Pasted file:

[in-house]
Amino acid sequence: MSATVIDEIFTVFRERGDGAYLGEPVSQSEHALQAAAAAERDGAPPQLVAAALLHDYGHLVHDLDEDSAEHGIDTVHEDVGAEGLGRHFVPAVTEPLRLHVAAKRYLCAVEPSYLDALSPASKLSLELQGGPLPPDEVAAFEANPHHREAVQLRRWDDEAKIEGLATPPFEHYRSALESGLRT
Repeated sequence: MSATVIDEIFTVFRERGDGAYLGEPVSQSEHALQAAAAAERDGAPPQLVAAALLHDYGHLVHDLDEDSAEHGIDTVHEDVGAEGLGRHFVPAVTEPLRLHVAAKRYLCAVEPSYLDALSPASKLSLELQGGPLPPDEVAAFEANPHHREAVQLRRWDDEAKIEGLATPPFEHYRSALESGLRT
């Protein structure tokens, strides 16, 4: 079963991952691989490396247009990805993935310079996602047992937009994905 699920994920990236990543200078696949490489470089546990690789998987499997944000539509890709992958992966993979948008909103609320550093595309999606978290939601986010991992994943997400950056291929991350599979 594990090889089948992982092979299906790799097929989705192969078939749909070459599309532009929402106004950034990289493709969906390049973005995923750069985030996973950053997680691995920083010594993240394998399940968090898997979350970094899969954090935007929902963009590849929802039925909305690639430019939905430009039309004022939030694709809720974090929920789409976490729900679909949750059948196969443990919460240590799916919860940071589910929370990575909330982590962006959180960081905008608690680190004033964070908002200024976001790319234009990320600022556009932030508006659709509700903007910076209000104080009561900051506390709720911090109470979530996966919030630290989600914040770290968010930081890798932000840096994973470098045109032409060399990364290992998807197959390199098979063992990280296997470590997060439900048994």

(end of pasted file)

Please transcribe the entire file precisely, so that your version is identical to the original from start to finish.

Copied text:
[in-house]
Amino acid sequence: MSATVIDEIFTVFRERGDGAYLGEPVSQSEHALQAAAAAERDGAPPQLVAAALLHDYGHLVHDLDEDSAEHGIDTVHEDVGAEGLGRHFVPAVTEPLRLHVAAKRYLCAVEPSYLDALSPASKLSLELQGGPLPPDEVAAFEANPHHREAVQLRRWDDEAKIEGLATPPFEHYRSALESGLRT
Repeated sequence: MSATVIDEIFTVFRERGDGAYLGEPVSQSEHALQAAAAAERDGAPPQLVAAALLHDYGHLVHDLDEDSAEHGIDTVHEDVGAEGLGRHFVPAVTEPLRLHVAAKRYLCAVEPSYLDALSPASKLSLELQGGPLPPDEVAAFEANPHHREAVQLRRWDDEAKIEGLATPPFEHYRSALESGLRT
């Protein structure tokens, strides 16, 4: 079963991952691989490396247009990805993935310079996602047992937009994905 699920994920990236990543200078696949490489470089546990690789998987499997944000539509890709992958992966993979948008909103609320550093595309999606978290939601986010991992994943997400950056291929991350599979 594990090889089948992982092979299906790799097929989705192969078939749909070459599309532009929402106004950034990289493709969906390049973005995923750069985030996973950053997680691995920083010594993240394998399940968090898997979350970094899969954090935007929902963009590849929802039925909305690639430019939905430009039309004022939030694709809720974090929920789409976490729900679909949750059948196969443990919460240590799916919860940071589910929370990575909330982590962006959180960081905008608690680190004033964070908002200024976001790319234009990320600022556009932030508006659709509700903007910076209000104080009561900051506390709720911090109470979530996966919030630290989600914040770290968010930081890798932000840096994973470098045109032409060399990364290992998807197959390199098979063992990280296997470590997060439900048994």